Aerial image of the early-18th century wreck of the Old Brig emerging from mud and sand of the Thames Estuary at Seasalter, north Kent.
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Archaeologists are excavating the early-18th century wreck of the Old Brig at Seasalter, north Kent © Tom Banbury/ Timescapes Kent
Archaeologists are excavating the early-18th century wreck of the Old Brig at Seasalter, north Kent © Tom Banbury/ Timescapes Kent

'Old Brig' Wreck Excavation at Seasalter, Kent

Archaeologists are excavating the well-preserved wreck of an early-18th century ship known as ‘Old Brig’ which lies in the Thames Estuary at Seasalter in north Kent.

The excavation by Wessex Archaeology in partnership with volunteer archaeologists from Timescapes Kent runs from Thursday 4 - Tuesday 9 April 2019 and is funded by Historic England.

Image showing the early 18th century wreck of the 'Old Brig' at Seasalter, north Kent with volunteer archaeologists from Timescapes Kent.
Volunteer archaeologists from Timescapes Kent at the 'Old Brig' wreck site © Timescapes Kent

The wreck of this two-masted square-rigged ship is virtually complete and has been exceptionally well-preserved under the mud and silt. However, shifting sands and tides on the beach at Seasalter have now exposed a large part of the wreck where it stands up to half a metre high at low tide.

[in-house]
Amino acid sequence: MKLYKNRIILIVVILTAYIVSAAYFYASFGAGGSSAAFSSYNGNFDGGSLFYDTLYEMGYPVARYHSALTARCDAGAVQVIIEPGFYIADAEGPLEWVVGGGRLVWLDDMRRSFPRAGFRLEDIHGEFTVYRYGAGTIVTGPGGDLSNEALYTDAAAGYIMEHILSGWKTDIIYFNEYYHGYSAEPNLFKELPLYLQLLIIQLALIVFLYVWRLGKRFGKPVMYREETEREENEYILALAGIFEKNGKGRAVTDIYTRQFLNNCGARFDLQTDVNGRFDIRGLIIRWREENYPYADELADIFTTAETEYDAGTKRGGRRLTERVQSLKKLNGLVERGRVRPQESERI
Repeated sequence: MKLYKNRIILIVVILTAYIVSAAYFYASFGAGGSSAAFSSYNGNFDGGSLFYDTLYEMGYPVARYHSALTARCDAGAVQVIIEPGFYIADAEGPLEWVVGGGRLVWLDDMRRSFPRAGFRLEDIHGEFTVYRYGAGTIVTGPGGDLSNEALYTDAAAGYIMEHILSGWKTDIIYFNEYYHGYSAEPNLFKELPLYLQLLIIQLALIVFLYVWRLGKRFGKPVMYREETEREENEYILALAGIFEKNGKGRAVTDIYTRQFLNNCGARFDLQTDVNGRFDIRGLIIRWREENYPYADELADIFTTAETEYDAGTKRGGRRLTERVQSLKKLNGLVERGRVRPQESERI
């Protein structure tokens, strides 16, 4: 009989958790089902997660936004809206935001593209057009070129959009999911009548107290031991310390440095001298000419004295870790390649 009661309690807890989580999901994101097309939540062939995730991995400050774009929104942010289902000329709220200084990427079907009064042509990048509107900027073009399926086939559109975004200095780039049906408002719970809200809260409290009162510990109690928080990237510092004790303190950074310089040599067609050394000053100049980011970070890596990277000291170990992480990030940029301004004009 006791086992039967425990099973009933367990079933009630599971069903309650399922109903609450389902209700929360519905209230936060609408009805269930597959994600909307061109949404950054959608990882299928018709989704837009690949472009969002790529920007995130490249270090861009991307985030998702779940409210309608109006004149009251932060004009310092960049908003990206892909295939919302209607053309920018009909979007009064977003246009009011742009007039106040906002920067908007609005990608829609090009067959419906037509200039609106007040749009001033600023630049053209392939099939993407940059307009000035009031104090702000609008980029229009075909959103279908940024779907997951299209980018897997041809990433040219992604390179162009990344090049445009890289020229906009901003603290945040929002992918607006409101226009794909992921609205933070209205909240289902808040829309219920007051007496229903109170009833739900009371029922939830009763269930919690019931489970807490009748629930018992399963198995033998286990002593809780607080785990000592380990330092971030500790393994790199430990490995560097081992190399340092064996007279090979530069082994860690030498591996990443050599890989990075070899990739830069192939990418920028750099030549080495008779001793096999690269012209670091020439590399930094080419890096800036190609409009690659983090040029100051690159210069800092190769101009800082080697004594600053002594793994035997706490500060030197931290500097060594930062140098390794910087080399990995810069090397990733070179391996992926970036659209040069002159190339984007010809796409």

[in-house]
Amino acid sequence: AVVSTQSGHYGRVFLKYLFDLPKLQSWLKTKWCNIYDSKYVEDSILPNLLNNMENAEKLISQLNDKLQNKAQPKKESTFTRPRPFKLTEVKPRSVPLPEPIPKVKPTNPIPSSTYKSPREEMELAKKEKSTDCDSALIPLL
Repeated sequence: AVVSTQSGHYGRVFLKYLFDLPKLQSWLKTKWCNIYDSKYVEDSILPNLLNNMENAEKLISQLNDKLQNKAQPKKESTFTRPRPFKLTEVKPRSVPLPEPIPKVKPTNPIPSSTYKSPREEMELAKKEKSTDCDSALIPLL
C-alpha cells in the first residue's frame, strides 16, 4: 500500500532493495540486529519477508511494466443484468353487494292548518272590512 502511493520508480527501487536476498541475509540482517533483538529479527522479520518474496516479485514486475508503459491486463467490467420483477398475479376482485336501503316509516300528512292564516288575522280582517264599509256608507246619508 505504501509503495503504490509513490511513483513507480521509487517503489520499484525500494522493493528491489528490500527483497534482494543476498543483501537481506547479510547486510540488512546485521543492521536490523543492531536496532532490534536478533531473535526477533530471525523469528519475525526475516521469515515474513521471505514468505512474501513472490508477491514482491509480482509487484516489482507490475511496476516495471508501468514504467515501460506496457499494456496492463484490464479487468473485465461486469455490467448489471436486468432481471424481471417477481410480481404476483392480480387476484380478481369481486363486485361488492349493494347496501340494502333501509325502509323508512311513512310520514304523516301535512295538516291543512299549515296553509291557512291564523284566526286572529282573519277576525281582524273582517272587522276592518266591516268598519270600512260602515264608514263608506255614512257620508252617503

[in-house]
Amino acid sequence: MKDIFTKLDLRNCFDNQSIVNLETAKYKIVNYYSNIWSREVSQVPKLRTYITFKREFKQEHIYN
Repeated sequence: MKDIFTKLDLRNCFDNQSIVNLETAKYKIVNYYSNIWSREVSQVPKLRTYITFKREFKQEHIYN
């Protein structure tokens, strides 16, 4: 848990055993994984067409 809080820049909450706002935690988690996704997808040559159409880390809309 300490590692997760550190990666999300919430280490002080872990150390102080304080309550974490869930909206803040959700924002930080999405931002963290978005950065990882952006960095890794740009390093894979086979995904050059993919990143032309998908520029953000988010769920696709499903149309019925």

What the archaeologists hope to learn

Archaeologists hope to find out what caused it to run aground and to determine whether it was a former warship or a merchant ship that was then used by oyster fishers and smugglers. It is also hoped a dendochronologist will be able to accurately date the ship by analysis of the growth rings contained in samples of the ship’s timbers.

The early-18th century wreck of the 'Old Brig' at Seasalter, north Kent.
By taking samples of the timbers, it's hoped a dendrochronologist will be able to accurately date the 'Old Brig' © Timescapes Kent

In the 18th century the marshes of north Kent were a base for the illegal trade in products such as brandy, silk and tea. The smugglers also assisted in the repatriation of French prisoners of War who had escaped from the prison hulks moored on the River Medway.

The results of this excavation will determine whether Historic England believes it is significant enough to be recommended for protection by the Department for Digital, Culture, Media and Sport. The ‘Old Brig’ is located on private land within a commercial fishery, so there is no public access during the excavation.

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